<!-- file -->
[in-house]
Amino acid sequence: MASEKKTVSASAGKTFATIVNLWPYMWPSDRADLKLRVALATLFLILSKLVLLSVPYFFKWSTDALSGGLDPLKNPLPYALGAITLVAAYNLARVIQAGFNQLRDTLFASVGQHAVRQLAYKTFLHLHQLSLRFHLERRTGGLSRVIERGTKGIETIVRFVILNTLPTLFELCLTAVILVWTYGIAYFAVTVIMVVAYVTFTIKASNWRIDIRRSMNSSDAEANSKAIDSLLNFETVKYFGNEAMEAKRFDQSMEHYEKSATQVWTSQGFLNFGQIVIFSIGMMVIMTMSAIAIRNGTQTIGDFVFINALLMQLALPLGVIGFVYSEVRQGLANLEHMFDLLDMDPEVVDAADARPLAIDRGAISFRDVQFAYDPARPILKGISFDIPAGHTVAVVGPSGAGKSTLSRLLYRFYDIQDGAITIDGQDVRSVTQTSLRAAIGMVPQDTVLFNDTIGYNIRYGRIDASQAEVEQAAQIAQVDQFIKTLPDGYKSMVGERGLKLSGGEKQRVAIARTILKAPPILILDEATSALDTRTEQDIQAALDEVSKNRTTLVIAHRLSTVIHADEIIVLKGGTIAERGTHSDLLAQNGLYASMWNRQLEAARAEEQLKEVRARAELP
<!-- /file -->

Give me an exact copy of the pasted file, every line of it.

[in-house]
Amino acid sequence: MASEKKTVSASAGKTFATIVNLWPYMWPSDRADLKLRVALATLFLILSKLVLLSVPYFFKWSTDALSGGLDPLKNPLPYALGAITLVAAYNLARVIQAGFNQLRDTLFASVGQHAVRQLAYKTFLHLHQLSLRFHLERRTGGLSRVIERGTKGIETIVRFVILNTLPTLFELCLTAVILVWTYGIAYFAVTVIMVVAYVTFTIKASNWRIDIRRSMNSSDAEANSKAIDSLLNFETVKYFGNEAMEAKRFDQSMEHYEKSATQVWTSQGFLNFGQIVIFSIGMMVIMTMSAIAIRNGTQTIGDFVFINALLMQLALPLGVIGFVYSEVRQGLANLEHMFDLLDMDPEVVDAADARPLAIDRGAISFRDVQFAYDPARPILKGISFDIPAGHTVAVVGPSGAGKSTLSRLLYRFYDIQDGAITIDGQDVRSVTQTSLRAAIGMVPQDTVLFNDTIGYNIRYGRIDASQAEVEQAAQIAQVDQFIKTLPDGYKSMVGERGLKLSGGEKQRVAIARTILKAPPILILDEATSALDTRTEQDIQAALDEVSKNRTTLVIAHRLSTVIHADEIIVLKGGTIAERGTHSDLLAQNGLYASMWNRQLEAARAEEQLKEVRARAELP